Readers of this newspaper might have wished for a different result in the Super Bowl, but they understand that the game is over. That's not how it works in Congress.
Last year, Congress passed the Dodd-Frank Act, which created a new Consumer Financial Protection Bureau. That bureau, which will officially begin functioning this summer, is intended in part to prevent the kind of lending that led to the Great Recession.
Unfortunately, the House of Representatives has voted to replay last year's game. It has passed a resolution to strip the bureau of much of its funding.
The results could be catastrophic. As the Great Recession demonstrated, bad lending has the capacity to bring down the economy. We need regulators to impose reasonable restraints so that consumers understand the loans they are taking out well enough to know if they can make the payments -- something that did not happen during the run-up in subprime lending.
Leaving the bureau without the funds to do its job also risks sabotaging future consumer protection efforts.
We also need the bureau to stop foreclosures based on robo-signers and other misdeeds, to block end runs around 2009's Credit CARD Act, to insure that credit reports are accurate, to stop abusive debt collection practices and for a host of other reasons.
It's not hard to understand why some might want to defund the bureau. The bureau will have the power to prevent lenders from engaging in unfair, deceptive and abusive practices.
While Congress gave the Federal Reserve the same power in 1994, the Fed -- where consumer protection has been described as a backwater -- did not use that power until 2008, too late to stop the subprime loans that led to the Great Recession. Those who profited from abusive and unfair lending want to have the opportunity to do so again, and they know the bureau will try to block them this time.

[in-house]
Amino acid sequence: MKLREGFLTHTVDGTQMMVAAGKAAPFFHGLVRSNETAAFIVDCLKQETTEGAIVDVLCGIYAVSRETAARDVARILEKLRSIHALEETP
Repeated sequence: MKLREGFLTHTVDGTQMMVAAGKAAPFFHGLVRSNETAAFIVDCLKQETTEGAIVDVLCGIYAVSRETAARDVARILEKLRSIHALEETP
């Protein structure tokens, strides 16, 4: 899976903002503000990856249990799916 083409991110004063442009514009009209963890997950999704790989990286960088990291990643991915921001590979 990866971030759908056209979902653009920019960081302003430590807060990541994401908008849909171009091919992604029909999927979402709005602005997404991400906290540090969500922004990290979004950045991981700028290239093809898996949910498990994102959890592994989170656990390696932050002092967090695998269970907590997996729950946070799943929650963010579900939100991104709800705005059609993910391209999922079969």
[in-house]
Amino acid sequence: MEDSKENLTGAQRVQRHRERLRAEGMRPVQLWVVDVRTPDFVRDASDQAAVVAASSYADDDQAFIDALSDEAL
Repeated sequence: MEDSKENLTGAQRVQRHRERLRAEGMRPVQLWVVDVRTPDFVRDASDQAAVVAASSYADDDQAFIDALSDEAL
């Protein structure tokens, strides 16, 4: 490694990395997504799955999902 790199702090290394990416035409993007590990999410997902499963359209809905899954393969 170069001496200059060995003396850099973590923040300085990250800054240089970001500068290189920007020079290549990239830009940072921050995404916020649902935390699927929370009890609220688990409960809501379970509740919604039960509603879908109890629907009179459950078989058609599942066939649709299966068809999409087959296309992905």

The U.S. Chamber of Commerce opposed creating the bureau, but that hasn't stopped it from announcing its "priority recommendations" for the bureau. Some of these priority recommendations seem designed to keep the bureau from protecting consumers anytime soon.
The chamber's letter is filled with requests for consultation, coordination and careful consideration -- taken together, they amount to a call for gridlock.
Congress was right last year when it created the Consumer Financial Protection Bureau. It owes it to the consumers of America to give that bureau a fair chance to operate. The Senate should make sure that happens.
Jeff Sovern is a professor at St. John's University School of Law in Jamaica, N.Y. and co-coordinator of the Consumer Law and Policy Blog.